1. Collaborative – Foster engagement and close collaborations with community leaders, agricultural organizations, and relevant stakeholders to develop and implement targeted activities. The applicant will determine their relevant stakeholder communities and connect community needs to targeted activities. The project will also embed collaboration with USDA in new ways to meet the needs of the targeted audience.
  2. Systematic – Utilize a sequential, progressive approach to service delivery that addresses the needs of the target audience as identified through ongoing technical support.
  3. Targeted -Determine where technical assistance will have the greatest impact.
  4. Adaptive – Allow for flexibility in service delivery as new needs or challenges emerge.
  5. Customized – Respond to the unique needs of the targeted audiences and organizations.
  6. Results-driven – Identify measures to successfully target a greater audience to be served by the activities and to achieve greater access to USDA programs and services over time.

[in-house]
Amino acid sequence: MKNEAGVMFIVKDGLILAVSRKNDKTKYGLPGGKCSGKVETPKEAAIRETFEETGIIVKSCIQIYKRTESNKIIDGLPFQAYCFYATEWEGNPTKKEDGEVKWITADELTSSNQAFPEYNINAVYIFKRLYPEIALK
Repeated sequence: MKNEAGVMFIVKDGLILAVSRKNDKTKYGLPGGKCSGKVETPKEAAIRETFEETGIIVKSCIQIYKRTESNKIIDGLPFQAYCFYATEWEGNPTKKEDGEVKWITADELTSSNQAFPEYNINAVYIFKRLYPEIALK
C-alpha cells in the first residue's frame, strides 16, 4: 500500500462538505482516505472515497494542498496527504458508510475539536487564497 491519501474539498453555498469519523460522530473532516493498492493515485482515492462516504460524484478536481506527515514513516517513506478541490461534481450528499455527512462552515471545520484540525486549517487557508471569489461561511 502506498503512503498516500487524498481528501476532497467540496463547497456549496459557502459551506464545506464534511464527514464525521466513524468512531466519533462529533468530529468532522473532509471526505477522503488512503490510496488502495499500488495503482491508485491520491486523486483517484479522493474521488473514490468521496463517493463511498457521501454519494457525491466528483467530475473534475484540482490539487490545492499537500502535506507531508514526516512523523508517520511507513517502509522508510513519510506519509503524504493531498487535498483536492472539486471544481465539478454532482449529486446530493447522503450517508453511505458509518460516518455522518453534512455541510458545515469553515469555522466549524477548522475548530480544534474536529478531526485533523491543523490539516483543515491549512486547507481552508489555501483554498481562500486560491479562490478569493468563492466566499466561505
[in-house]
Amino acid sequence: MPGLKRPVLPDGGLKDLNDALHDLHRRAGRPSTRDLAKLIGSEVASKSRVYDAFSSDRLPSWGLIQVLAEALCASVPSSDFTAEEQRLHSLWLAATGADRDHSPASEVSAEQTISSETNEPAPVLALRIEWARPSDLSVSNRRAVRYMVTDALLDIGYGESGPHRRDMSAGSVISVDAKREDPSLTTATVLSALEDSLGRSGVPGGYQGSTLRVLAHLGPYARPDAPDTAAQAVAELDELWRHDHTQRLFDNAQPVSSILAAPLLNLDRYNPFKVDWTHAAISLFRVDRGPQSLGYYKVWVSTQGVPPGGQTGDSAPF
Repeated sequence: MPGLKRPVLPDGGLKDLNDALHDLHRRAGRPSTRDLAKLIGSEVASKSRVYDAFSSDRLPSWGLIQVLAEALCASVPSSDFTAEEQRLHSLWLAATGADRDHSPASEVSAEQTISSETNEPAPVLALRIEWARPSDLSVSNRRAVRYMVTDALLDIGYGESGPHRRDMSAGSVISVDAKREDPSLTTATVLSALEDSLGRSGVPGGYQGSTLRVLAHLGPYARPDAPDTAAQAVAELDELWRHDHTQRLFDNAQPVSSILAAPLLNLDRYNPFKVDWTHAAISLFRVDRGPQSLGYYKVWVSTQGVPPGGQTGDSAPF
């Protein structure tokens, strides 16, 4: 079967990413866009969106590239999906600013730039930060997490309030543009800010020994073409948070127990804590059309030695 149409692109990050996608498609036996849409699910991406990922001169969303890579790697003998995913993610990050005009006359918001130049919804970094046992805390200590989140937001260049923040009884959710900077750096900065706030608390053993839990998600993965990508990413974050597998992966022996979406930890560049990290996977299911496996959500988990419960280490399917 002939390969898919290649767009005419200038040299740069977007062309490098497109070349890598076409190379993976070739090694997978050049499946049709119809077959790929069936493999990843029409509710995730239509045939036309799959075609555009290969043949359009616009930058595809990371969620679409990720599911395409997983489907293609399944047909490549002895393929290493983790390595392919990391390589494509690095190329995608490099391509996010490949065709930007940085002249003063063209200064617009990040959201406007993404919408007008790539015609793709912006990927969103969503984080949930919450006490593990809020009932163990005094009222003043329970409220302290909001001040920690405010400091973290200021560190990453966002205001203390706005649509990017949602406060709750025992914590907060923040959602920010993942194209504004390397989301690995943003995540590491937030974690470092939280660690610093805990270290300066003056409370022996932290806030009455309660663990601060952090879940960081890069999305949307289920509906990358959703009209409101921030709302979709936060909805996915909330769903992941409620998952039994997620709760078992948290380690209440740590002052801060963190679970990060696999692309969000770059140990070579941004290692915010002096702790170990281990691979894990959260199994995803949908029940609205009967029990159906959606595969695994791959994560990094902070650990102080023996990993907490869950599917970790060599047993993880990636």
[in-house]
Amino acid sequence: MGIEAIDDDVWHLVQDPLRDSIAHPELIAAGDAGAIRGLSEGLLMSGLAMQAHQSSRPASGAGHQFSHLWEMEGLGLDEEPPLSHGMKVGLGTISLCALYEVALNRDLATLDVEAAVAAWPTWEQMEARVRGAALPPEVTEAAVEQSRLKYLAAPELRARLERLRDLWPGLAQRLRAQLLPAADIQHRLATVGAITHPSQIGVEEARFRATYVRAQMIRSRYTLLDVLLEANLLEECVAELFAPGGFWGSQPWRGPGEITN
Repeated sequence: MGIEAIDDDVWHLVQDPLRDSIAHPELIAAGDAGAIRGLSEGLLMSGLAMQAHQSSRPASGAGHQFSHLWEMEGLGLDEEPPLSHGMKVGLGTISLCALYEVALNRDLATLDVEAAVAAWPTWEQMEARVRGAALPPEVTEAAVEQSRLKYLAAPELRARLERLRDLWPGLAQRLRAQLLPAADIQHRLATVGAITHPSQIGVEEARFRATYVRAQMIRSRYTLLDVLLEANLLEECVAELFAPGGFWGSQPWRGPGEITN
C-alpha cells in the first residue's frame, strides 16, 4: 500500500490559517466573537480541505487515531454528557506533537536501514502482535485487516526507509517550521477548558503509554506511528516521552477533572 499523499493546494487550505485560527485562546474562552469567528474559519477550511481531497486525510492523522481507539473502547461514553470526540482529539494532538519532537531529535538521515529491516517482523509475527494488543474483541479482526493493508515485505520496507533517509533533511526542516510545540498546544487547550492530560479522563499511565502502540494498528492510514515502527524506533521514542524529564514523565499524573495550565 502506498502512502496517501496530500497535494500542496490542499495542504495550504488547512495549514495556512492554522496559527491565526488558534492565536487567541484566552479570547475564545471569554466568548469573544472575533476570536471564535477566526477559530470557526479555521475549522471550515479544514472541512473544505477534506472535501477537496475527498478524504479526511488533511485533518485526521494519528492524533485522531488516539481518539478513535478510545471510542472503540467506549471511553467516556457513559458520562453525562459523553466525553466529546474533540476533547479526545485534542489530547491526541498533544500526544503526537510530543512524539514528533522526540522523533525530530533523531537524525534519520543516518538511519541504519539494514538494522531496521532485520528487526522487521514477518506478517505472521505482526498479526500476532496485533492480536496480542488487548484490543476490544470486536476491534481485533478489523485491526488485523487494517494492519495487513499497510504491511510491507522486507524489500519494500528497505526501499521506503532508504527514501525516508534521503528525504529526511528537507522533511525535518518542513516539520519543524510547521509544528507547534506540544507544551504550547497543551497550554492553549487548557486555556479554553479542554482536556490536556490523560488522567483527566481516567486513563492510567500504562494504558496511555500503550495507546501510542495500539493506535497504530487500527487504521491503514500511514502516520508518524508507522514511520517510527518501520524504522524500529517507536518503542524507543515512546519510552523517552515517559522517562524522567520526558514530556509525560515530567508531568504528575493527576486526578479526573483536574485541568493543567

What Sets ARPTAI Apart from the 2501 Program?

One question that has come up is how USDA’s new ARPTAI program differs from the already established Outreach and Assistance for Socially Disadvantaged and Veteran Farmers and Ranchers Program or “The 2501 Program.”  According to USDA, the main difference lies in who is being served by the new ARPTAI program.  This target audience includes socially disadvantaged and veteran producers as does the 2501 Program but is broader and includes economically distressed, underserved, limited resource producers, and other key targeted individuals and communities. Note, for the purpose of the ARPTAI, there is no statutory definition for “underserved,” but the applicant is expected to provide “sufficient rationale and evidence the target audience is economically distressed, underserved, or a member of other similarly situated groups” that could benefit from technical assistance and outreach.

The 2501 program is also a grant program and not funded via cooperative agreements which establishes a collaborative relationship between USDA and the recipient. This means that USDA will substantially engage with “cooperators” in the planning and the delivery of their activities with underserved producers. This includes actively participating in planning and progress meetings, and reviewing technical progress reports.

For more information read USDA’s factsheet and visit the RFA or contact National Program Leader, Ahlishia Shipley: ahlishia.shipley@usda.gov

Categories: Beginning and Minority Farmers, Carousel, Grants and Programs

2 responses to “New $25 Million Funding Opportunity to Provide Technical Assistance to Underserved Farmers Closes Soon”